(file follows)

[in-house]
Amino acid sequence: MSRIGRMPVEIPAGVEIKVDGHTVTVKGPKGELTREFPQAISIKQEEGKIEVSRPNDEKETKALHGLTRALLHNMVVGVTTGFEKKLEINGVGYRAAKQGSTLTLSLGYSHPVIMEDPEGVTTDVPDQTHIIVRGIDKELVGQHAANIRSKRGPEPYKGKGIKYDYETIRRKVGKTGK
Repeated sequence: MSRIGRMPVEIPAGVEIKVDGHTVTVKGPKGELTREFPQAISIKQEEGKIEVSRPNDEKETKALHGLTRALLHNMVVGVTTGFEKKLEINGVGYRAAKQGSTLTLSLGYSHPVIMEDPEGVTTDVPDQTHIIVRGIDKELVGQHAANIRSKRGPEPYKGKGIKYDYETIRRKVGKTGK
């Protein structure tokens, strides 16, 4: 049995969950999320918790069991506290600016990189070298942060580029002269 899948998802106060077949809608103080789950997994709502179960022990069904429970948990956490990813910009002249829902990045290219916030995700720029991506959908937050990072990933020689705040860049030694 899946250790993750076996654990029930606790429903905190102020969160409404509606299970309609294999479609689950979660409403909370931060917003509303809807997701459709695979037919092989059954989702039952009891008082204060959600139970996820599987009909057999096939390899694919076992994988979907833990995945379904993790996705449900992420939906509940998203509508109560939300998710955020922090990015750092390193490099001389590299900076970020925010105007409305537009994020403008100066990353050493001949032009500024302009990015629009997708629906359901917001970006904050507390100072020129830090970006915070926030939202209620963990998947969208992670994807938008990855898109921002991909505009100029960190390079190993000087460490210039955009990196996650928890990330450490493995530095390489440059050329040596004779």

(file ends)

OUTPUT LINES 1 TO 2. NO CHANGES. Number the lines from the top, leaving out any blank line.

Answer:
[in-house]
Amino acid sequence: MSRIGRMPVEIPAGVEIKVDGHTVTVKGPKGELTREFPQAISIKQEEGKIEVSRPNDEKETKALHGLTRALLHNMVVGVTTGFEKKLEINGVGYRAAKQGSTLTLSLGYSHPVIMEDPEGVTTDVPDQTHIIVRGIDKELVGQHAANIRSKRGPEPYKGKGIKYDYETIRRKVGKTGK